In theory, life is good after you run through the initial setup. The TiVo Mini can view all the recordings on any shared TiVo Premiere 4/XL4, as well as programs from Hulu Plus, Spotify, YouTube, and other apps. TiVo Mini has a protracted version of the TiVo Premiere’s menu system showing most, but not all of the same options as the TiVo Premiere. Menu selection and reaction was microseconds slower than on the DVR, but the difference was barely perceivable. You can only view videos on the dedicated tuner (no switching back and forth between tuners as on the Premiere DVR), and some services were missing like Netflix and Amazon Prime. You’ll have to use the main TiVo Premiere box or other device to view those services. Since we’re nitpicking, Ethernet or MoCA may not be available in same room as the TV. This is a situation where you’d want wireless connectivity, but the TiVo Mini doesn’t do Wi-Fi. We tried an alternative with a powerline-to-Ethernet networking adapter, which was somewhat successful. While we were able to set up the TiVo Mini over powerline, we experienced video stuttering on HD channels. Stuttering became worse when viewing HD videos with lots of cuts, like the BBC’s Top Gear, while HD programs with long takes like Ken Burn’s PBS documentaries displayed smoothly. The TiVo menu system and SD video channels performed fine with the powerline adapter.
This brings us to another of the TiVo Mini’s problems. While other media hubs like the Apple TV, Roku 3, and Sony Internet Player With Google TV are active after your initial purchase, the TiVo Mini requires either a $6 monthly fee or a $150 up-front lifetime subscription. The subscription really should be built into the purchase price of the box, but then you’d be buying a $250 set top box instead of looking at the TiVo Mini’s more attractive $99 price tag. It’s not a lot, but it effectively doubles the price tag of the TiVo Mini. If you want to put a positive spin on it, you may be saving $10-15 a month on a cable box rental.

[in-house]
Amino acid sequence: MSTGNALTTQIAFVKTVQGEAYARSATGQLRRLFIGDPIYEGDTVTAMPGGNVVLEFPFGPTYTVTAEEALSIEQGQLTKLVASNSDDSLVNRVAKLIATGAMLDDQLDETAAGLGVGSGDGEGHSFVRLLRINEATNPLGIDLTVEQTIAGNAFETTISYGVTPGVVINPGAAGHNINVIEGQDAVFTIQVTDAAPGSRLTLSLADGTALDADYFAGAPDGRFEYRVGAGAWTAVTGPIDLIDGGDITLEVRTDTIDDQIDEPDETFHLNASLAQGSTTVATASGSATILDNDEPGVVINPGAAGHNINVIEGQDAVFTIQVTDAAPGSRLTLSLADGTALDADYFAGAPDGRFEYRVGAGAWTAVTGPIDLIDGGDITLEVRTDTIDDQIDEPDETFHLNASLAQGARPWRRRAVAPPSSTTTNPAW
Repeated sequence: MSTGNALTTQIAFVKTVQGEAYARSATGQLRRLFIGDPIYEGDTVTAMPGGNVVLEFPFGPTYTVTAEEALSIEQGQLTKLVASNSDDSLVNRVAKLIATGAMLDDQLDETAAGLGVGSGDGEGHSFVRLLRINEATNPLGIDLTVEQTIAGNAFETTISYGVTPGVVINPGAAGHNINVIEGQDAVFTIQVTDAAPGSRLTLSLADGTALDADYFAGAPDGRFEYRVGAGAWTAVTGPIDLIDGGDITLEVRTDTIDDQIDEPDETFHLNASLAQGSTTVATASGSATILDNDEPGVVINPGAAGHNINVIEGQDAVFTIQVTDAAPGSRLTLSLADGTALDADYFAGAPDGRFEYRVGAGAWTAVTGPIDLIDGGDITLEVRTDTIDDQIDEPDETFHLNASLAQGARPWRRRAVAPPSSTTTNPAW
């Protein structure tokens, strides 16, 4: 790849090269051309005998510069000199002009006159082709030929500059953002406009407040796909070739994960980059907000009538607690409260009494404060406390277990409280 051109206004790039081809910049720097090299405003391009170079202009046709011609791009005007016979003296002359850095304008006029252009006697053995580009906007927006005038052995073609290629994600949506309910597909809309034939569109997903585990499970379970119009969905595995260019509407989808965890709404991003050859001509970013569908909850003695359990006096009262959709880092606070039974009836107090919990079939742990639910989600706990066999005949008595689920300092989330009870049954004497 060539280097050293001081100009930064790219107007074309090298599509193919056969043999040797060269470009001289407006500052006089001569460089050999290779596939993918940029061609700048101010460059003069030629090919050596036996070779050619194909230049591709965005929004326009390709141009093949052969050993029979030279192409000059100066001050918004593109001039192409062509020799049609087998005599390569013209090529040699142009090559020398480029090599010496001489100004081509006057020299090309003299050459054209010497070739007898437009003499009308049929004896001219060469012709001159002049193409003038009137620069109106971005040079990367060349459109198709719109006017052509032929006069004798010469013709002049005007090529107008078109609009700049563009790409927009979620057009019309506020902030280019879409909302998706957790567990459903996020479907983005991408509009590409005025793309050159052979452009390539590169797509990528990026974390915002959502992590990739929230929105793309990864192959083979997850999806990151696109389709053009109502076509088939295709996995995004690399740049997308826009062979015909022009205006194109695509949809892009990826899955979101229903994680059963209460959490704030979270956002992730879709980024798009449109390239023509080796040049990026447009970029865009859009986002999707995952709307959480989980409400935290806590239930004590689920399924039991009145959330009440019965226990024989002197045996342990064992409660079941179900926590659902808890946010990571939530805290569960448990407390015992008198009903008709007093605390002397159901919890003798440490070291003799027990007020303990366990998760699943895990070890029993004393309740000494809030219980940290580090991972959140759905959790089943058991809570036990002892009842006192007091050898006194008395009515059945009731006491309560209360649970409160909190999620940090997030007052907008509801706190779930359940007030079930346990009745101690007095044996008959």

The TiVo Mini is a set top box for the TiVo fanatic who also has new enough equipment to use it. It’s not really innovative enough to bring new users into the fold. If you’re just getting TiVo, you’re a prime target for the Mini since you can avoid buying another DVR, which requires an additional cable card. That said, even TiVo fans will miss functionality like Netflix and Amazon, and even the most die-hard TiVo fan will gripe at paying extra for another subscription. The TiVo Mini is a solid idea, with passable execution, but a few fatal flaws. Just like last year’s TiVo Stream, which lets you stream TiVo programming to your phone or tablet, but comes with its own set of limitations, the Mini is not the game changer TiVo users have been waiting for.
|Online Content Services||Hulu Plus, Spotify, Pandora, YouTube|
Copyright © 2012 Ziff Davis, Inc